Best Flowers For Bees in Australia

bee on flower

Each year on May 20th the world celebrates World Bee Day.  Coinciding with the birth date of Anton Janša, the pioneer of beekeeping, World Bee Day aims to acknowledge the role of bees and other pollinators for our ecosystem.

Although met with some stigma in the past due to their rather sharp stingers, Bees are now being recognised as a backyard must-have, with many people now populating their gardens with flowers that will help boost their numbers.  Some are even purchasing a backyard hive or building their own to ensure their existence.  Perfectly adapted to pollinate, bees in the backyard help plants to grow, breed and produce food.  If you are looking to add a bit of colour to your home and to entice native bees to your area, below are a list of flowers that bees love.  

Bee friendly flowers

lavender flowers.

The best flower species to choose for your bee-friendly garden depends on where you live in Australia and what your local climate is like.  Below are some that work well in our Brisbane climate.


Bees are most attracted to flowers that are blue or violet – so lavender is a clear winner with native bees.  Although it can be tricky to get it to take initially, Lavender not only produces an abundance of pollen and nectar but is also famous for its wonderful scent – said to help induce rest and sleep.  Maybe pop a few sprigs in your bedroom or around the house too!


Just as herbs in a dish help bring out the flavours, herbs in the garden also help bring out the bees!  As well as saving you some money at the shops, there are a number of flowering herbs that bees simply adore.  Sage is a favourite for honey bees and native rosemary (or Westringia) flowers all year round and is particularly attractive to Blue Banded Bees and Teddy Bear Bees.  Other herbs that are loved by bees include basil, borage, parsley, mint, rocket, fennel, chives and oregano.


There are a whole range of daisy flowers – both native and exotic – that are popular with bees due to their shallow flower making it easy for them to access the nectar and pollen inside.  Stingless bees are particularly fond of cut-leaf daisies that are a hardy ground cover and grow well across most of Australia. Everlasting daisies are also a great choice.  Daisies also flower for a long time, which provides bees with nectar and pollen outside of the usual Springtime blooms.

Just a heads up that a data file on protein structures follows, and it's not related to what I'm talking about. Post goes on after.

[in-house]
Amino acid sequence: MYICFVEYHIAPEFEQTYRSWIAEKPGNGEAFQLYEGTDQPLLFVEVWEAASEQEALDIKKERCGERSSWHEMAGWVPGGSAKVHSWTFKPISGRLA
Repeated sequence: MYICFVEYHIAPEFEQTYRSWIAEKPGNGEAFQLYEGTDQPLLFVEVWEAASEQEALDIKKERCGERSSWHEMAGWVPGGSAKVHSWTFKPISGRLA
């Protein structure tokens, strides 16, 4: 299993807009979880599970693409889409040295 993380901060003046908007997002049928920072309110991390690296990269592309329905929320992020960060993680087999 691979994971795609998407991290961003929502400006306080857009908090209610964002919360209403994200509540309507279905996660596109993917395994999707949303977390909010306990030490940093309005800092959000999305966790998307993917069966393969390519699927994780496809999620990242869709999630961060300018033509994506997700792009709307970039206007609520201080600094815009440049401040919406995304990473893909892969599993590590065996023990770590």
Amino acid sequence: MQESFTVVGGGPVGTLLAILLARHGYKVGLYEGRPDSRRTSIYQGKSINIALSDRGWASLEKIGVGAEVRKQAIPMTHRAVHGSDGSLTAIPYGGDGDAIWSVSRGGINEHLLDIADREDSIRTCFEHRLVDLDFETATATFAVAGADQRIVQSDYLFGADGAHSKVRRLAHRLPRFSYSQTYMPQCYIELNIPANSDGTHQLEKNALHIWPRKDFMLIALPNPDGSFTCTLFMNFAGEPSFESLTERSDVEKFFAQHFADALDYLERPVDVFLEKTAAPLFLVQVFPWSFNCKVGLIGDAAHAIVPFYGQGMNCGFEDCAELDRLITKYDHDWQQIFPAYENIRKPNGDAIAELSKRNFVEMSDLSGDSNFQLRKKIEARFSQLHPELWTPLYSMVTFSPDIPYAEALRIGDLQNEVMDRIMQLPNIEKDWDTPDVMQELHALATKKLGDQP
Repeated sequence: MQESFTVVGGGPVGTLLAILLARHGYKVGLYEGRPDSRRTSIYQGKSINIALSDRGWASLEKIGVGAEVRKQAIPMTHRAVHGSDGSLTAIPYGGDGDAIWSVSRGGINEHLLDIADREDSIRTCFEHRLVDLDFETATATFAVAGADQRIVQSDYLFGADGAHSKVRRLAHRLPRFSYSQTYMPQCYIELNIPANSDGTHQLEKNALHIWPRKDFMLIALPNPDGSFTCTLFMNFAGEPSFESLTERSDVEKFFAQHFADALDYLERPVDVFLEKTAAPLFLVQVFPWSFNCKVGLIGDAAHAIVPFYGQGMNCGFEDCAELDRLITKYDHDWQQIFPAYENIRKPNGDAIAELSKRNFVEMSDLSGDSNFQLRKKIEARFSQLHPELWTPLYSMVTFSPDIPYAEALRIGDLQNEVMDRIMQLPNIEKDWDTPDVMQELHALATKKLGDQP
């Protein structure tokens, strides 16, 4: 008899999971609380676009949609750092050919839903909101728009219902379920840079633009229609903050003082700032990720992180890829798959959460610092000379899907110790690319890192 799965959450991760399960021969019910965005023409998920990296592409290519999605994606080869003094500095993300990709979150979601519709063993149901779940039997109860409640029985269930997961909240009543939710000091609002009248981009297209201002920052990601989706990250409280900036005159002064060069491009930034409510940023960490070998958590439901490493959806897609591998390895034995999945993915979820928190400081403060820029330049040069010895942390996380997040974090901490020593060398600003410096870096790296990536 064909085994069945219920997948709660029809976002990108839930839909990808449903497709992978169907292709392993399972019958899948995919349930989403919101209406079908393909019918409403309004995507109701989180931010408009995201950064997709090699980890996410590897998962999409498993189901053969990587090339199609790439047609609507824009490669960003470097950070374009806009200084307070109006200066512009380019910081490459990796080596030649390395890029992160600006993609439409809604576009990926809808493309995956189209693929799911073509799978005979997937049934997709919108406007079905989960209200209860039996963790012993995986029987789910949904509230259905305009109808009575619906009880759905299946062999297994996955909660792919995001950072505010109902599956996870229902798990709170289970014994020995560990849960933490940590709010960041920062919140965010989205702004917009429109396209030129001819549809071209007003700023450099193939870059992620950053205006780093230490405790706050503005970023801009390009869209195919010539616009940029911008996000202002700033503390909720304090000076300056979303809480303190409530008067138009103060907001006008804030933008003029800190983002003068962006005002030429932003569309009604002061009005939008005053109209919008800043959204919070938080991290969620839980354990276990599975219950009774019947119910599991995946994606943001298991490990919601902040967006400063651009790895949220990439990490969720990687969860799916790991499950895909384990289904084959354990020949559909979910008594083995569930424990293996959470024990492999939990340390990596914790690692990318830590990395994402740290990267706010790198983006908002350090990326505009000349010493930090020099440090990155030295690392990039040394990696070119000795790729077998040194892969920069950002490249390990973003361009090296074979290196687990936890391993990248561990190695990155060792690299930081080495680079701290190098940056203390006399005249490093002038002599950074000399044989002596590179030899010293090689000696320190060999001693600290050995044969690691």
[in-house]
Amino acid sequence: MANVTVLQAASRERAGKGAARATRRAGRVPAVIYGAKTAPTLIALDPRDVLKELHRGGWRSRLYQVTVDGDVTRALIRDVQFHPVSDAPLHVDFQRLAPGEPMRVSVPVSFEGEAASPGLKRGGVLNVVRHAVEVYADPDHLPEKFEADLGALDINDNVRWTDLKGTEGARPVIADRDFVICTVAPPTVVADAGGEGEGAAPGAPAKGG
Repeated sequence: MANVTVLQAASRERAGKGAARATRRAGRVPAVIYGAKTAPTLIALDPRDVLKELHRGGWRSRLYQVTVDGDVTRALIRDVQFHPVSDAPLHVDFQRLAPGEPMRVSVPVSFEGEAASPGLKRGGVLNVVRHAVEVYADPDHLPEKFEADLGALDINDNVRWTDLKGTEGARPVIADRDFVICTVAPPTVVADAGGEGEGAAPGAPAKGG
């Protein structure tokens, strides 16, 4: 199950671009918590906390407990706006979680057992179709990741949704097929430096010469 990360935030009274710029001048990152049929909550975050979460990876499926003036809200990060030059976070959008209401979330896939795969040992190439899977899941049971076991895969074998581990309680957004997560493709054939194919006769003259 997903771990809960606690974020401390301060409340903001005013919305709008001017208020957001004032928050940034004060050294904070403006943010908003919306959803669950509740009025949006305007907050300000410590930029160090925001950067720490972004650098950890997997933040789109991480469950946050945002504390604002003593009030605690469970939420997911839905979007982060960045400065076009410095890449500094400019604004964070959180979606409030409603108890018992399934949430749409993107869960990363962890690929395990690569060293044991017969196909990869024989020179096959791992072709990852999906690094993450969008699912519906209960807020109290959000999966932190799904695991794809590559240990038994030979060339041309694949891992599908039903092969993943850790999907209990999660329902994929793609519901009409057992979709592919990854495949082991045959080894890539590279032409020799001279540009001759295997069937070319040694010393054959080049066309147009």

Both the spider flower and pink surprise varieties of this plant are the perfect addition to any garden.  Producing large amounts of nectar, they are not only hugely popular with bees but they are also enticing to nectar-feeding birds as well.  Ranging in size, it is easy to find a variety to suit your garden, regardless of how big or small it is.  Although they need well-drained soil, Grevillea are also super low maintenance.  


Another plant that will bring in not only your native bees but a range of native birds as well is the Bottlebrush.  Abundant in our local area, this plant can tolerate dry conditions and works well as screening shrubs and hedges around homes.

Tea Tree

Manuka honey is one of the most popular honeys around and the tea tree plant (or Manuka Myrtle as it is also known) is the reason why it exists.  Bees adore the tee tree flowers and we love the honey they produce!  Manuka Myrtle is also an easy plant to keep.  They range from small shrubs to small trees, can be planted in full sun or partial shade and they come in white, pink or red varieties.  


Flowering in December, this flowering plant is not only a favourite for a wide variety of bee species, but it provides nectar and pollen resources beyond the usual wildflower flowering season of Spring.

Hardenbergia violacea

If you have the perfect spot for a climber then the Hardenbergia violacea would be perfect.  Flowering over both winter and spring, this plant is a huge hit with bees due to its mass of dark purple flowers.

Resources to find more bee friendly plants

These are some of the best go to Australian sites when it comes to planting a bee friendly garden

Amazing Bees – this Australian site gives you a list of plants but also information about when they flower so you can provide food all year round

A 330 page planting guide – For the serious bee attractor this 330 page guide covers it all

Tips for keeping your garden bee-friendly

blue banded bees australia

  • Pesticides –  By using pesticides, you can kill beneficial insects, including bees. Chemicals can also affect a pollinator’s metabolism or reproductive cycle, which affects the ecosystem overall.  Spraying weeds can also dampen your bee numbers as when the weather is not as favourable for flowering plants, bees tend to feed off small weed flowers, such as dandelions.  Luckily, there are now plenty of organic fertiliser and weed control options available.
  • Maintain multiple water sources around your garden.
  • Just like us, bees like to have some variety and some prefer different shapes depending on the length of their tongue.  It is therefore advisable to plant numerous native bee-attracting plants (at least three or four) in one area.  A clump of three or four varieties can be very effective and if possible it would be good to get ones that flower at different times so that the nectar and pollen are available for longer periods throughout the year.
  • Watch out for hybrid varieties – although they may appear more attractive, many of these plants have been created for aesthetics only and can therefore lack the scent and nectar that attracts the bees.

Regardless if you are bringing them in via potted flowers on your balcony or numerous plants and trees in your backyard, the bees and our ecosystem will thank you!

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